Recent comments by FTC Chairwoman Edith Ramirez on March 31, 2016, to the ABA’s National Institute on the Internet of Things may offer some hints as to potential federal regulation. Ms. Ramirez opined that Internet of Things business practices must appropriately address privacy concerns, for instance minimizing the amount of collected consumer data and then effectively controlling its use. She also called on businesses to give consumers clear notice, and preferably a choice to opt in or opt out of potentially unexpected uses of their data. Whether any of these suggestions form the basis of future regulations or enforcement actions remains to be seen, but Ms. Ramirez noted the limits of the FTC’s regulatory powers in this area and called upon Congress to pass comprehensive federal data-security legislation.
Comprehensive federal data-security legislation seems unlikely in the near future, however. Thus far, data-security legislation at the federal level has been addressed on a sectoral basis, and many data-security bills have languished in Congress over the years. In the short term, to the extent that other states explore similar regulations, the likely result will be a mix of regulations with which manufacturers and others may need to comply. As with other areas of data-privacy regulation, this may present compliance challenges for certain businesses. However, given the national market for consumer electronics, it is likely that many manufacturers will tailor their product offerings to comply with the most stringent applicable law. It is important for other businesses in the product stream – including retailers and importers – to be mindful of regulatory developments as some regulations, like the California statute, may expose them to liability.
Voice data is, ultimately, just another form of consumer data that businesses might collect and use. Nonetheless, the possibility that voice data may include actual audio recordings of sensitive information should only heighten the attention paid to securing this type of data. The voice data collected through voice-control features may contain personal information about consumers protected under current privacy laws and regulations, even if a user is aware that their personal information may be collected. Moreover, to the extent such information is protected by state statutes or regulations for residents of that state without regard to the location of the collection or storage of that data, it is important for businesses to pay close attention to data privacy laws in all jurisdictions where current or potential customers may reside.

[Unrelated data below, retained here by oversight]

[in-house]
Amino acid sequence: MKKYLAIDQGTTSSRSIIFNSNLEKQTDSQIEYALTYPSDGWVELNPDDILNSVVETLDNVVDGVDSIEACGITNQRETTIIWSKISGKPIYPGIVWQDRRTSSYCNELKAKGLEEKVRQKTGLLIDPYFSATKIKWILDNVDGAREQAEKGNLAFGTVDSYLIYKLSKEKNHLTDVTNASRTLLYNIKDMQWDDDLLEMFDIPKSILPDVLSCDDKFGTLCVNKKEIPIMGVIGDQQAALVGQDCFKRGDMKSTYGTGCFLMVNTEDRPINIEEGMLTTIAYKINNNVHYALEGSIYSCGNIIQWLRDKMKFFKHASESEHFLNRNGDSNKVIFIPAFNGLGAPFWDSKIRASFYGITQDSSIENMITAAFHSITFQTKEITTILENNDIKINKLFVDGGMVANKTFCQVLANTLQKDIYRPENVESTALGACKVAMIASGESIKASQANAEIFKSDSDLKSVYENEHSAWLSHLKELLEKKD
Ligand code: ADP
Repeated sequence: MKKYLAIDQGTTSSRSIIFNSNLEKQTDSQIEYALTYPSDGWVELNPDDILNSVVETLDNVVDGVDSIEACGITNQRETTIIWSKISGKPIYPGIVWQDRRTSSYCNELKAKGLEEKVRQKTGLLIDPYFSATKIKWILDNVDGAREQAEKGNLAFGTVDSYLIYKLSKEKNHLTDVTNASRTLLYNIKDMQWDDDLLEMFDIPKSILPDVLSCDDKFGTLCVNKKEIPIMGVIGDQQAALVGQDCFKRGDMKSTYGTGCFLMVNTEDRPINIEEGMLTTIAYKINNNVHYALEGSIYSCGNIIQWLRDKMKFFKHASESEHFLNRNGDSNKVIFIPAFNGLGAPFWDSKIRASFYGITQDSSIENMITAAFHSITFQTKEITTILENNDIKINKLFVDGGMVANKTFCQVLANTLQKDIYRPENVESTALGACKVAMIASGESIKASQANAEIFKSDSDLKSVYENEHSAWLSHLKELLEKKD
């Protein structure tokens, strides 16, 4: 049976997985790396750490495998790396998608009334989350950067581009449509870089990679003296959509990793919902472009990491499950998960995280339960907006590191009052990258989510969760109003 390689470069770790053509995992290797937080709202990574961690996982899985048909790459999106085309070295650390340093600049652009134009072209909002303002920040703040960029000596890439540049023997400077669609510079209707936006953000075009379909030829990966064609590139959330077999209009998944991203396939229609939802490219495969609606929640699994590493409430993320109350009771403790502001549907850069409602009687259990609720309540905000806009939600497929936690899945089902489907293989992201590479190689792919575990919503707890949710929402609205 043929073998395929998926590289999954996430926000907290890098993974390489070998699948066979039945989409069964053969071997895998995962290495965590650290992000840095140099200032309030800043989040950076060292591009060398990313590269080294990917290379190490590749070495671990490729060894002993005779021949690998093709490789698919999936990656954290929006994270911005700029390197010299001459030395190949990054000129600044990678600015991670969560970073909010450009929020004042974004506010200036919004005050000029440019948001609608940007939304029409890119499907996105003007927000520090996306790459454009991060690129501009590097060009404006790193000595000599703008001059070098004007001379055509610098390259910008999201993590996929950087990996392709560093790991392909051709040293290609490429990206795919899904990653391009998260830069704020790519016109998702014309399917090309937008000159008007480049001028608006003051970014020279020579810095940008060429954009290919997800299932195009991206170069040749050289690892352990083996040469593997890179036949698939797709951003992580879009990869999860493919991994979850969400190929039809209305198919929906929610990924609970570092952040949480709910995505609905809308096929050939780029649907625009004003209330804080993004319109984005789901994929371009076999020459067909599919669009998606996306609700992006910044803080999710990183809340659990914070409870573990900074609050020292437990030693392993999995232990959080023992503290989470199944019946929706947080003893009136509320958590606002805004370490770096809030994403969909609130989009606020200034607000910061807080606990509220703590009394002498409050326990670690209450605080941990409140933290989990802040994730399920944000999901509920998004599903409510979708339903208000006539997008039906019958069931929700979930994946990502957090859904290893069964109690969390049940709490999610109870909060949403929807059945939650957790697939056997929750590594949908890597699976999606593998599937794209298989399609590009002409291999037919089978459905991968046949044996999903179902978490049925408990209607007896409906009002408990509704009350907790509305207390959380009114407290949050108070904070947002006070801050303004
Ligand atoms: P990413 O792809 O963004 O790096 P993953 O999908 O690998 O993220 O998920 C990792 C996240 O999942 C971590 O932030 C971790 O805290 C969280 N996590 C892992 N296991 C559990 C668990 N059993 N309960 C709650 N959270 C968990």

Some data-privacy regulations require specific, personal data-protection procedures, such as encryption and written information-security programs that could apply to voice data. See, e.g. 201 Mass. Code Regs. 17.00. Companies involved in the collection, dissemination, or use of voice data, even if they are not manufacturers of consumer electronics, should be mindful of compliance with data-privacy regulations that may apply in the event that protected personal information is collected. These concerns are of import not only to those who interact with actual audio voice recordings, but also with textual transcripts or other derived data that could include personal or other confidential information.